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The First District Court of Appeal’s August 1, 2018 decision in Nishiki v. Danko Meredith, APC reminds employers of the harsh consequences for failing to timely (and properly) pay an employee’s wages upon resignation or termination.

The Court of Appeal addressed the Superior Court’s order 1) affirming the California Labor Commissioner’s award of $4,250 in “waiting time” penalties (i.e., the statutory penalty under Labor Code section 203 for the time an employee has to wait for the late payment of final wages), and 2) awarding Nishiki attorneys’ fees in the amount of $86,160 following the employer’s unsuccessful appeal from the Labor Commissioner to the Superior Court. On further appeal to the Court of Appeal, the employer argued the waiting time penalties were unwarranted and the attorney fees award was excessive. Though the Court of Appeal reduced the waiting time penalties, it otherwise affirmed the judgment and remanded for the trial court to award Nishiki additional attorneys’ fees incurred in responding to Danko’s appeal to the First District.

Case Background

The case arose from Nishiki’s resignation on a Friday evening after business hours. She did so by e-mail on November 14, 2014, with a note reminding Danko that it owed her unused vacation time within 72 hours of her notice of resignation. (The amount of her unused vacation ($2,880.31) was undisputed.) On November 18, Danko mailed Nishiki a handwritten check. The check’s numerals were correct, but the written amount was not, so the check was $80 short. Nishiki raised this issue by e-mail on November 26, asserting the bank would not accept the check and claiming Danko owed her “waiting time” penalties. On December 1, Danko informed Nishiki she had two options: she could return the check for a new one, or she could keep the check and Danko would issue a second check for $80. At Nishiki’s request, Danko mailed a corrected check on December 5, 2014.

Thereafter, Nishiki filed a complaint with the California Labor Commissioner seeking over $30,000 for unpaid accrued vacation, rest period premiums and waiting time penalties. The hearing officer rejected Nishiki’s claims, except for waiting time penalties for $4,250 − i.e., her average daily rate of $250 as an office manager and paralegal for 17 days (November 18 to December 5). Danko appealed under Labor Code section 98.2. The Superior Court affirmed on de novo review and awarded Nishiki statutory attorneys fees under section 98.2.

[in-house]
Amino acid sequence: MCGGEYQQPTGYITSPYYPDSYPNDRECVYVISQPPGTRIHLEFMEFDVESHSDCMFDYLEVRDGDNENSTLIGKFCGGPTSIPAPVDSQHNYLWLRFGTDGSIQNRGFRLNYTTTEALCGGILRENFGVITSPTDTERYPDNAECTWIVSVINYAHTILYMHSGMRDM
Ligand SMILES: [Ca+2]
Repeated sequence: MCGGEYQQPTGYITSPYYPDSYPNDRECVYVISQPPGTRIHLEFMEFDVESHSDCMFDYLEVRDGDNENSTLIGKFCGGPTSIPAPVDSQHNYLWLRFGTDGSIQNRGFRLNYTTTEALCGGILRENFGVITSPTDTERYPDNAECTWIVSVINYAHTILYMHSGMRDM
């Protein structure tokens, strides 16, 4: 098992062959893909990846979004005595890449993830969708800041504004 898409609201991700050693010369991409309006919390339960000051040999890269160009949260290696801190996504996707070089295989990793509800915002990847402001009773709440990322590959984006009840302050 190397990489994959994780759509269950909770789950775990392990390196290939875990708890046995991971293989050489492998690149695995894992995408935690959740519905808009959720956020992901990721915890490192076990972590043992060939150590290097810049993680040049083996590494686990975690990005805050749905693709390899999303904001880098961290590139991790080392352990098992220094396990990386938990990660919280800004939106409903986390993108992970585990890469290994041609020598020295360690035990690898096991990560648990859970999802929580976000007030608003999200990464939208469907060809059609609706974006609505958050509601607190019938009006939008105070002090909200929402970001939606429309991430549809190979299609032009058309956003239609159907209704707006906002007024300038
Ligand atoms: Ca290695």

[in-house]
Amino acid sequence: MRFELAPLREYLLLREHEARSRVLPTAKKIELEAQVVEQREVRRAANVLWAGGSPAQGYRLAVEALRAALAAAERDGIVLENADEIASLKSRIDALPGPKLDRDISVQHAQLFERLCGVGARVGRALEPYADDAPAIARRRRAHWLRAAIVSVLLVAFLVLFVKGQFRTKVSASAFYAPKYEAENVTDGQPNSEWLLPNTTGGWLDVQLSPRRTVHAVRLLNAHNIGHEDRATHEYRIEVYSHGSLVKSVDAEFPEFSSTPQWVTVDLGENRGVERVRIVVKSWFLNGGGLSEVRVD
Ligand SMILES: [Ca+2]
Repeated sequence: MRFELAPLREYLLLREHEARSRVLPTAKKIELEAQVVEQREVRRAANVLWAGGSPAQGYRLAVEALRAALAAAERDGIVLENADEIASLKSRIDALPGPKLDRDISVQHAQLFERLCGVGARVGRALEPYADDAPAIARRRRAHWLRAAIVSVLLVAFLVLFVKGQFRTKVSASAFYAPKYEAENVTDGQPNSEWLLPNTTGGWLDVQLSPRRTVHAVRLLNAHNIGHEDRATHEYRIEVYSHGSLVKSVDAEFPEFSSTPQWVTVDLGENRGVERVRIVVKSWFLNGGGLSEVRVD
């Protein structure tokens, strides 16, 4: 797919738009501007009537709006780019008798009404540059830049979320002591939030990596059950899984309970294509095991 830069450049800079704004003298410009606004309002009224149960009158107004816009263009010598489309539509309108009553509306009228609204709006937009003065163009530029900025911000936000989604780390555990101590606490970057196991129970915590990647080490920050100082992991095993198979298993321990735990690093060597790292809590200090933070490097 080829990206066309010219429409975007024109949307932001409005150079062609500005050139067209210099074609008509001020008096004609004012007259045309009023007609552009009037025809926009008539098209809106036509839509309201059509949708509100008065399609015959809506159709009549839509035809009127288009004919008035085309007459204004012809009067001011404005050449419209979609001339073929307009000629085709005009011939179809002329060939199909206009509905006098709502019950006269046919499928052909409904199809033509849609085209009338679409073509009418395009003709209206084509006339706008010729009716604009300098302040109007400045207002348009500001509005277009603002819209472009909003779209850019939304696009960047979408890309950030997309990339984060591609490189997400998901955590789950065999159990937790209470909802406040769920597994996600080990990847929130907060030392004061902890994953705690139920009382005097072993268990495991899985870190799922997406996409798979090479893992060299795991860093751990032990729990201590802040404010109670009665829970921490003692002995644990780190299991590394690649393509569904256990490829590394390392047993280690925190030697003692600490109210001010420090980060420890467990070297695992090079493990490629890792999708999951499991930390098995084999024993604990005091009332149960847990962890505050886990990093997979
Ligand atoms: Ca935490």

Key Takeaways

The Court of Appeals’ decision is notable for 3 reasons:

  1. The Court considered an issue of first impression−whether the 72-hours during which an employer must pay an employee who resigns his or her final wages runs immediately if the employee resigns in a manner that may prevent the employer from receiving notice until business resumes at a later date.
    • Nishiki argued the time runs as soon as an employee resigns, regardless of whether the employer actually received the notice.
    • The Court disagreed, because such a construction of Labor Code section 202 contravenes a rule of statutory construction that legislative provisions are not intended to produce unreasonable results, such as where an employer may not have received the resignation and, consequently, might have “only the length of a single work day” to calculate and pay the employee’s wages.
    • The Court thus concluded the 72-hours did not begin to run when Nishiki sent her e-mail on Friday evening, and Danko’s November 18 check was timely.
  2. The Court interpreted “willful” as capturing the failure to immediately correct an inadvertent clerical error. Though Danko’s inadvertent error in issuing the initial, timely check with two different amounts was not “willful,” the delay in sending a corrected check as soon as Danko learned of the error was. Danko thus violated its statutory obligation to pay wages “promptly,” and the Court concluded Nishiki was entitled to waiting time penalties for a total of nine days (not 17 days) for $2,250.
  3. An employee that achieves only minimal success can recover the full amount of attorneys’ fees, because, in contrast to other statutory contexts, Labor Code section 98.2 includes a one-way fee-shifting scheme that penalizes an unsuccessful party that appeals the Commissioner’s decision.
    • The bar for success for an employee is, thus, low; the employee need only recover more than “zero.” Accordingly, it matters not whether the employee recovers only a small portion of the desired amount or the employer partially prevails on appeal.
    • The Court emphasized, “it was defendant, not Nishiki, that chose to appeal and seek a trial de novo after suffering only a relatively modest loss before the commissioner, having defeated two other claims. If Nishiki [] was required to incur substantial attorney fees to retry the entire case, including issues on which she did not prevail before the commissioner, defendant has only itself to blame.”
    • As a result, and despite the employer having partially prevailed before the Labor Commissioner and on appeal, the Court would not reduce the prior award of attorneys’ fees, and the employer would owe even more on remand.

In sum, Danko shows the painful consequences for failing to timely and properly pay final wages. Even an innocent mistake with respect to a small sum can cost tens of thousands of dollars.

Please reach out to your Baker McKenzie employment lawyer with questions.